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A Checklist for Starting a Small Business in Mississippi

Planning to start a small business in Mississippi, but not exactly sure where to start or what to do? Don’t fret. To help you out, we’ve listed some of the key steps you’ll need to do, so you can officially start operating your business in the beautiful Magnolia State.

Selecting a Business Structure

Your first big task in starting your business is choosing a legal business structure. It’s important that you take your time to carefully choose, because it will affect your business registration requirements, how much you pay in taxes, and your legal liability, as explained by Entrepreneur.

The most common business structures are:

• Sole proprietorship. It is an unincorporated business owned and operated by a single individual.
• Partnership. It is a structure owned by two or more individuals. There are two types of partnerships: a general partnership and a limited partnership.
• Limited liability company (LLC). It is a hybrid structure that may be owned by one or more persons (members). Check out the best LLC services from LLCBuddy
• Corporation. It is a large and complex organization that is owned by its stockholders.

Naming the Business

The next important step is to choose a name that not only represents your business but also distinguishes it from others. Your Mississippi-based business can’t have the same name as others in the state, which you can check with the Secretary of State (SOS) website. Furthermore, the official business name you register with the state needs to include an identifier. If you are registering as an LLC, your Mississippi LLC should include an identifier at the end or any variation of it. It can be LLC, Limited Liability Company, or L.L.C. Don’t worry if it makes your business’s name sound like a handful — you can clarify the name you want to operate as using a ‘Doing Business As’ (DBA). For example, business owner Jane Doe might file the DBA name “Doe Constructions” for her “Jane Doe LLC”.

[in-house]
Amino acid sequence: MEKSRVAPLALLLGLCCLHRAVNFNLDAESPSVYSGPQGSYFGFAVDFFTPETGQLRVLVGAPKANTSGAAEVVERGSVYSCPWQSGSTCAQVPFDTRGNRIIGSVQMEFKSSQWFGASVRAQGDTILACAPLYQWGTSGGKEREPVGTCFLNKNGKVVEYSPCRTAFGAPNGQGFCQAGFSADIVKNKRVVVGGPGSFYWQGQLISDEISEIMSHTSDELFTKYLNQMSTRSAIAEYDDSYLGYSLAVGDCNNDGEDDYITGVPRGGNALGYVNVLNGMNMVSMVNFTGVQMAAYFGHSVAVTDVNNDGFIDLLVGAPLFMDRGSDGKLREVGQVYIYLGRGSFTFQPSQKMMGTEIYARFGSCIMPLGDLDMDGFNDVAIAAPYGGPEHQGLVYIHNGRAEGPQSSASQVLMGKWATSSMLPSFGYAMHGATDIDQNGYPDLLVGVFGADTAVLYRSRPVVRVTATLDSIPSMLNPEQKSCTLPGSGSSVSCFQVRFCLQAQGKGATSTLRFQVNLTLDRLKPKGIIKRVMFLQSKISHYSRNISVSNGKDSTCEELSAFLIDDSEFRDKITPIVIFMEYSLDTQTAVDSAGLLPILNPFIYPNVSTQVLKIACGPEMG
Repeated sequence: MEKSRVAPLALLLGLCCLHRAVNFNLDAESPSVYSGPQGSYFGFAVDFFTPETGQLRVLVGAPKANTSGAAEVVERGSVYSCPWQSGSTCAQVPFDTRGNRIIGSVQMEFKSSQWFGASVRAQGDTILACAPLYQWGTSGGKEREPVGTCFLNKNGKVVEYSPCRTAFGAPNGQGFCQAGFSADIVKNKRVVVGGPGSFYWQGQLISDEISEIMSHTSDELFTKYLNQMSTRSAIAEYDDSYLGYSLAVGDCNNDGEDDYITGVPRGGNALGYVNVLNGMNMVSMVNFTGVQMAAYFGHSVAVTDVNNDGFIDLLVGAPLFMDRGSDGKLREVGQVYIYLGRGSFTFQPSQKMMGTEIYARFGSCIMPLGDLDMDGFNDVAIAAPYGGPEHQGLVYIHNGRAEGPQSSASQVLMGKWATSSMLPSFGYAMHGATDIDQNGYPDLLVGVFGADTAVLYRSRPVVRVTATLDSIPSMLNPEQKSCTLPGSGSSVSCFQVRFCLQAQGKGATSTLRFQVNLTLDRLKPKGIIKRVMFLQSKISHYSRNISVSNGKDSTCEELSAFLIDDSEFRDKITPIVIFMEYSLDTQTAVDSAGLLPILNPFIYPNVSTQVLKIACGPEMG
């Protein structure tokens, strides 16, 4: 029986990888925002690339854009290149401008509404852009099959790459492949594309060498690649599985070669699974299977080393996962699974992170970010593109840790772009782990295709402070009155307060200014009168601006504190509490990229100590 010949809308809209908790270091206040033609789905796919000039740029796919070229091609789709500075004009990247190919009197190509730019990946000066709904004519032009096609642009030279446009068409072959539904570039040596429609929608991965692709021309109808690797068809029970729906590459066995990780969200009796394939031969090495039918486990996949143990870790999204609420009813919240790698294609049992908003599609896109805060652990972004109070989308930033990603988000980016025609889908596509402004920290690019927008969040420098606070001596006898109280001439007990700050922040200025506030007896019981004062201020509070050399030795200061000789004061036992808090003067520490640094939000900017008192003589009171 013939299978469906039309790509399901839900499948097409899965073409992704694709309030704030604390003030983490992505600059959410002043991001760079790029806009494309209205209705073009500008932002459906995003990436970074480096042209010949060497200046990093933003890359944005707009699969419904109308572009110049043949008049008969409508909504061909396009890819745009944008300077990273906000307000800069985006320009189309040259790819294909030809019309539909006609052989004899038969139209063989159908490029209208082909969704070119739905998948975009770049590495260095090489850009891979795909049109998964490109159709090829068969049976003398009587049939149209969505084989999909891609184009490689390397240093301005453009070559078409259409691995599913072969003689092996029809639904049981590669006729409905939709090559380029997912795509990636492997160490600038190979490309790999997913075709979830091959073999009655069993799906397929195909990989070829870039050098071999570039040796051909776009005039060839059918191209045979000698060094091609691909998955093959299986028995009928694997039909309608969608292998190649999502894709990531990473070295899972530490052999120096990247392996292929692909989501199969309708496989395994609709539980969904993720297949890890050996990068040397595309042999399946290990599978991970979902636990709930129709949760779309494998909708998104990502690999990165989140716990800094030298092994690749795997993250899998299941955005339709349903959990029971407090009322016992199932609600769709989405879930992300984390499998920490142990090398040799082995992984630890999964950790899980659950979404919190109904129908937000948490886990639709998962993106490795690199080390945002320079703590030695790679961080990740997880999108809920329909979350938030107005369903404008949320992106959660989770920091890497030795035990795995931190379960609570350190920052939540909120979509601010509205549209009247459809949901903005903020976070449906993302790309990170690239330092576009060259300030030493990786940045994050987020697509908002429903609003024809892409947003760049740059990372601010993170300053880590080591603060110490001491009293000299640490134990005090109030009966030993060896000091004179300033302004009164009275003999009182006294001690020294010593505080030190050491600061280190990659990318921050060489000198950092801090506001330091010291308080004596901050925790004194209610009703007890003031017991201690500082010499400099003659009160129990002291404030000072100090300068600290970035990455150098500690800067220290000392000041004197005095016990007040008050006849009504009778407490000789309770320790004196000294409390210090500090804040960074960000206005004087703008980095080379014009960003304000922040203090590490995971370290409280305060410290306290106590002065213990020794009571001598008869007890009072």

Registering the Business

Once you’ve picked a business name, it’s time to make your business a distinct legal entity. Unlike other states, the Mississippi Secretary of State has asked all parties to submit their documentation online through their portal.

To form a sole proprietorship or a partnership, you aren’t required to file any legal documents. But, to form a limited liability partnership, you must file a Statement of Qualification with the SOS.

To form an LLC in Mississippi, you must file a certificate of formation with the SOS. You will also need to appoint a registered agent in Mississippi for service of process.

Finally, to form a corporation, the Articles of Incorporation need to be filed with the SOS. You will also need to appoint a registered agent in Mississippi for service of process.

Getting Federal Employer Identification Number

If you plan on hiring employees, you’ll need to get a federal tax ID number (FEIN or EIN) from the IRS. Your FEIN is like your Social Security Number for your company.

Obtaining a Business License

A business license authorizes your company to do business in your city or county. Most, but not all, businesses in Mississippi require a business license to legally operate. The nature of Mississippi’s business licensing requirements is pretty complex, and as such it’s best to visit the SOS website to know whether your business needs a license or not. Remember to renew your business license each year to keep your company in good legal standing.

Setting Up an Office or Shop

If you’re going to have an office or shop, you’ll need to check local zoning regulations, and get an approval from the city zoning for your type of business in the location you’ve chosen.

Marketing the Business

Last but not least, is getting the word out about your business. As mentioned in ‘How Digital Marketing is Changing the Online Business’, marketing has been transformed by digitization. As such, it’s important for you to refine your approach with how you want to market and advertise your business. Mississippi is a place with astounding demographics, culture, and networks, so don’t just rely on the internet. Get out there, and start getting people hyped up about your opening day!



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